If you can’t handle this list, I would suggest it is you and not the
list which should rethink the approach.

Let me also repeat what others have said: The list in its current
form is extremely valuable learning tool, especially considering
Rails’ rate of change. If you can’t handle this rate of change,
again, don’t blame it on the world.

izidor


#5

Well said.

The only thing that I would add is that the FAQ would work best if it
were periodically posted (automatically?) to the list so everybody would
see and make use of it. It would also make referencing the FAQ easier if
it was just a few threads “up”. Perhaps put “[FAQ]” in the subject line
so non-newbies can automatically route it to a kill folder if desired.

I was amazed that nobody maintains a FAQ for this list, but
I guess everybody’s too busy to maintain one. Perhaps make it a wiki
page that is automatically posted? Not sure how spam would be handled.


#6

I’d just like to weigh in as a newbie who has been reading the list
quietly for the last few weeks. I LOVE this list. Some questions may
go unanswered, but I’m hugely impressed by how helpful this community
is. I read both newbie questions and advanced topics – anything
where the subject catches my eye – both contain enormous amounts of
helpful information. For me, this list isn’t so much about getting my
own questions answered, but about getting a feel for how people are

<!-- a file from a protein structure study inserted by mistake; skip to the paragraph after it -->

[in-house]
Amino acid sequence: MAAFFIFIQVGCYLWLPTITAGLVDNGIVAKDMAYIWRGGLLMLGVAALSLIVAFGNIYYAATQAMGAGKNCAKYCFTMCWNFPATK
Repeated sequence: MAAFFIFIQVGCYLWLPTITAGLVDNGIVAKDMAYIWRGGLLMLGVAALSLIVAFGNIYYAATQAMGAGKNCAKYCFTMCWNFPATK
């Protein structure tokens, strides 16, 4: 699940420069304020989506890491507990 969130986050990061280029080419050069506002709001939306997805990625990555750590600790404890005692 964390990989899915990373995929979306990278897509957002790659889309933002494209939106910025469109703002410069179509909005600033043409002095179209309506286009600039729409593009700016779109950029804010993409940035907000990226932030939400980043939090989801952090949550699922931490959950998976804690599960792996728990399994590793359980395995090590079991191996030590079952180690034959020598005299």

working with rails, keeping an eye out for common pitfalls, and
scouting ahead on topics like optimization, deployment, versioning
etc. in case there’s something it’s better to be aware of in advance,
etc. And just absorbing more general knowledge. For these purposes,
it’s actually ideal to have a mixture of beginners and advanced users,
all the way up to people working on the rails code. My archive of the
list in it’s current abundant, slightly wild-west state sits just
after the Agile Rails book and the Pickaxe in my list of critical
rails resources.

So, first, thank you all.

& second, a vote for the list in its current incarnation (& yes, this
is the first list where I’ve actually switched over to threaded
viewing in an ongoing way - super helpful).

& the FAQ’s a great idea too. possibly including the usual advice
about how to ask questions on a list like this.

Sal


#7

On Dec 11, 2005, at 3:18 AM, Lou V. wrote:

The only thing that I would add is that the FAQ would work best if it